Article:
/* ..Code */

        // bootstrap loader
        // "Manifest.fromAssets" recieves the directory from the Assets folder onwards. 
           //"Manifest.fromAssets("Images/Player1");" would return an absolute directory of [Game]/Assets/Images/Player1.
        var manifestBootstrap = Manifest.fromAssets("bootstrap");

        // Tells Flambe to Load all the assets in the selected folder
        loaderBootstrap = System.loadAssetPack(manifestBootstrap);

        // What function to call when complete

           // What function to call when progress increments

        /* More Code.. */

Once you've loaded your assets, you can start adding players to your game.

private static function onFinishLoadBootstrap (pack : AssetPack){

    // Create a solid color background to the stage width and height
    var background = new FillSprite(0x202020, System.stage.width, System.stage.height);

    // Add the background to the game scene
    System.root.addChild(new Entity().add(background));

    // Load ball image from the assets previously loaded and bind it to myBall instance
    myBall = new ImageSprite(pack.getTexture("ball"));
    myPlayer = new ImageSprite(pack.getTexture("player"));

    // place ball's origin on its center

    // Chain adding the ball and player to stage
    System.root.addChild(new Entity().add(myBall).add(myPlayer));

    // placing the ball in the middle of the stage
    myBall.x._ = System.stage.width/2;
    myBall.y._ = System.stage.height/2;

    myPlayer.x._ = myBall.x._ - 120;
    myBall.y._ = myBall.y._ - 100;

    // waiting for the user to press the mouse down or tap down the device, then call handlePointerDown function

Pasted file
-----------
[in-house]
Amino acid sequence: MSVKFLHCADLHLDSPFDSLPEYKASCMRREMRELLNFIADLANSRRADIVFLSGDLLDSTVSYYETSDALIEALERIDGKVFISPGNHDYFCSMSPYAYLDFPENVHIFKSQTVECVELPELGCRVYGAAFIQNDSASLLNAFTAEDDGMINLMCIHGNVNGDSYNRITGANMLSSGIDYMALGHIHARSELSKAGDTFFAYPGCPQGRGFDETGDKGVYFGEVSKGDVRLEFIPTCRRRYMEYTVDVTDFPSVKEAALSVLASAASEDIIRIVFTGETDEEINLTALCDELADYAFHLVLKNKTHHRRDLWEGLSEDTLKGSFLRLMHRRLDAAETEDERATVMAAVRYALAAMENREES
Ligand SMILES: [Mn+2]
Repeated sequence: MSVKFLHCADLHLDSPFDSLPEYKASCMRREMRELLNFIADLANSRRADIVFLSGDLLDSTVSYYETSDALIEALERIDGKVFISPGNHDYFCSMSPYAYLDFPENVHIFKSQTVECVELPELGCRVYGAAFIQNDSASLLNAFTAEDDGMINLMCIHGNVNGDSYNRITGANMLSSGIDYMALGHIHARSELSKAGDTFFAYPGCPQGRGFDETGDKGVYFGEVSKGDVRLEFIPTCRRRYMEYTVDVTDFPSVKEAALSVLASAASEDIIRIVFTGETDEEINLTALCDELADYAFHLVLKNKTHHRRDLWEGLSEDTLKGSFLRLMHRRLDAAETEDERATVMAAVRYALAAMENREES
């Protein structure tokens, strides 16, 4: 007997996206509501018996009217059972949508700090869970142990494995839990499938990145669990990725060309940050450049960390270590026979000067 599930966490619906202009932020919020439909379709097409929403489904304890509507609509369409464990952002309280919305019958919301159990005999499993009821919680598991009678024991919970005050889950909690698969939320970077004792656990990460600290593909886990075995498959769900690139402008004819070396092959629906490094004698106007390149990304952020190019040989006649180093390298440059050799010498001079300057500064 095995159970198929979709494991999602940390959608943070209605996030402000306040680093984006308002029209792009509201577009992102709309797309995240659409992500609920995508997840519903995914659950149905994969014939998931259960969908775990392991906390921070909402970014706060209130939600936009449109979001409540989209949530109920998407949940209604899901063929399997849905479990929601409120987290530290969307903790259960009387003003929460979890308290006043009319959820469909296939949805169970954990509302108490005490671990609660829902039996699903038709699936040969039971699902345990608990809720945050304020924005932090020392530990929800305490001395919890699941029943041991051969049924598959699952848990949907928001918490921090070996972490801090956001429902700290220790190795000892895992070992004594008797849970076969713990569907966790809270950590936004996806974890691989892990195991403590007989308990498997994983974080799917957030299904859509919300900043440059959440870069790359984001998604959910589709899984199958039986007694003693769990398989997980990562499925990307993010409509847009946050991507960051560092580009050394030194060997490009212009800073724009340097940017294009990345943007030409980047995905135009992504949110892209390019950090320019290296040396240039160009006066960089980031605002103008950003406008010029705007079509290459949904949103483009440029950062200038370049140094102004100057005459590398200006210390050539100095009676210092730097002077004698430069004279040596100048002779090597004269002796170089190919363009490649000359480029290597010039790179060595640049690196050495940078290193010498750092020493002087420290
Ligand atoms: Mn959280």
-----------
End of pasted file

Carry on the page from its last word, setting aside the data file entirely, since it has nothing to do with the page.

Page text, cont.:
private static function handlePointerDown(event:PointerEvent){  
    // move the ball toward mouse/finger position with an animation which lasts one second
    myPlayer.x.animateTo(event.viewX, 1);
    myPlayer.y.animateTo(event.viewY, 1);

Once you’re done with coding, in the command prompt type

flambe build flash --debug


flambe build html --debug

to build a Flash or HTML5 version of the project, then

flambe serve

which will start a webserver and create a viewable page of your project at http://localhost:7000. Removing the --debug parameter will export the project for distribution, generating a smaller and faster build which also removes the ability to easily debug.

Since Flambe uses Haxe's compiler, you get access to all the great libs and enhancements supported by the language and are in no way obligated to use just Flambe's libs. Haxe also supports build conditions, which let you run code for parameters set in your build script.

The beautiful thing about Flambe is that it just works. I've had to make no further allowances iOS or Android to get it running at a solid 60fps. Although initially it can be a small pain to get into this workflow with Flambe. For instance, Flambe uses Flump for handling animations, which means if you have pre-made animations, you'll need to import them into Flash, and then export again to Flump. Although if your workflow already included Flash, then it should be painless.

If you're interested to know more about this awesome 2D game engine (I know Disney and Nickelodeon are)!, you should check out a Wiki written by Mark Knol https://github.com/markknol/flambe-guide/wiki or if you have any feedback, tweet me on twitter!